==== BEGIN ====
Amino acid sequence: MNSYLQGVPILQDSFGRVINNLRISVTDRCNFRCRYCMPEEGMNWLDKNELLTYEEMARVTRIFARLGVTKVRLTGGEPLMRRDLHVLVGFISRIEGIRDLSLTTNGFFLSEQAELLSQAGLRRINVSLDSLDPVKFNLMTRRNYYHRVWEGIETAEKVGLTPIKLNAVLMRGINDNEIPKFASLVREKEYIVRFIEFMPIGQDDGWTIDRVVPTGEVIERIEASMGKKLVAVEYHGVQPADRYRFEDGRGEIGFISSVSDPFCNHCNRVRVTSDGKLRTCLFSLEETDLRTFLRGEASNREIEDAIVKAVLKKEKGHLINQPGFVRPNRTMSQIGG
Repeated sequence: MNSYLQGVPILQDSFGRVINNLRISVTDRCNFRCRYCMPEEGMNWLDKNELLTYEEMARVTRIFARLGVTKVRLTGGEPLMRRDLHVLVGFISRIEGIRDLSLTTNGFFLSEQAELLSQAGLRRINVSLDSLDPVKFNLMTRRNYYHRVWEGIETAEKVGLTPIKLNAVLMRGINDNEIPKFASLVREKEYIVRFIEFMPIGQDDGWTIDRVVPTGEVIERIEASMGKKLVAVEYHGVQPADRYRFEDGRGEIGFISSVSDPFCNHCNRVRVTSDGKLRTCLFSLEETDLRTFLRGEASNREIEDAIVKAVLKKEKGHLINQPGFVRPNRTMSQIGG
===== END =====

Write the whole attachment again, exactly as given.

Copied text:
Amino acid sequence: MNSYLQGVPILQDSFGRVINNLRISVTDRCNFRCRYCMPEEGMNWLDKNELLTYEEMARVTRIFARLGVTKVRLTGGEPLMRRDLHVLVGFISRIEGIRDLSLTTNGFFLSEQAELLSQAGLRRINVSLDSLDPVKFNLMTRRNYYHRVWEGIETAEKVGLTPIKLNAVLMRGINDNEIPKFASLVREKEYIVRFIEFMPIGQDDGWTIDRVVPTGEVIERIEASMGKKLVAVEYHGVQPADRYRFEDGRGEIGFISSVSDPFCNHCNRVRVTSDGKLRTCLFSLEETDLRTFLRGEASNREIEDAIVKAVLKKEKGHLINQPGFVRPNRTMSQIGG
Repeated sequence: MNSYLQGVPILQDSFGRVINNLRISVTDRCNFRCRYCMPEEGMNWLDKNELLTYEEMARVTRIFARLGVTKVRLTGGEPLMRRDLHVLVGFISRIEGIRDLSLTTNGFFLSEQAELLSQAGLRRINVSLDSLDPVKFNLMTRRNYYHRVWEGIETAEKVGLTPIKLNAVLMRGINDNEIPKFASLVREKEYIVRFIEFMPIGQDDGWTIDRVVPTGEVIERIEASMGKKLVAVEYHGVQPADRYRFEDGRGEIGFISSVSDPFCNHCNRVRVTSDGKLRTCLFSLEETDLRTFLRGEASNREIEDAIVKAVLKKEKGHLINQPGFVRPNRTMSQIGG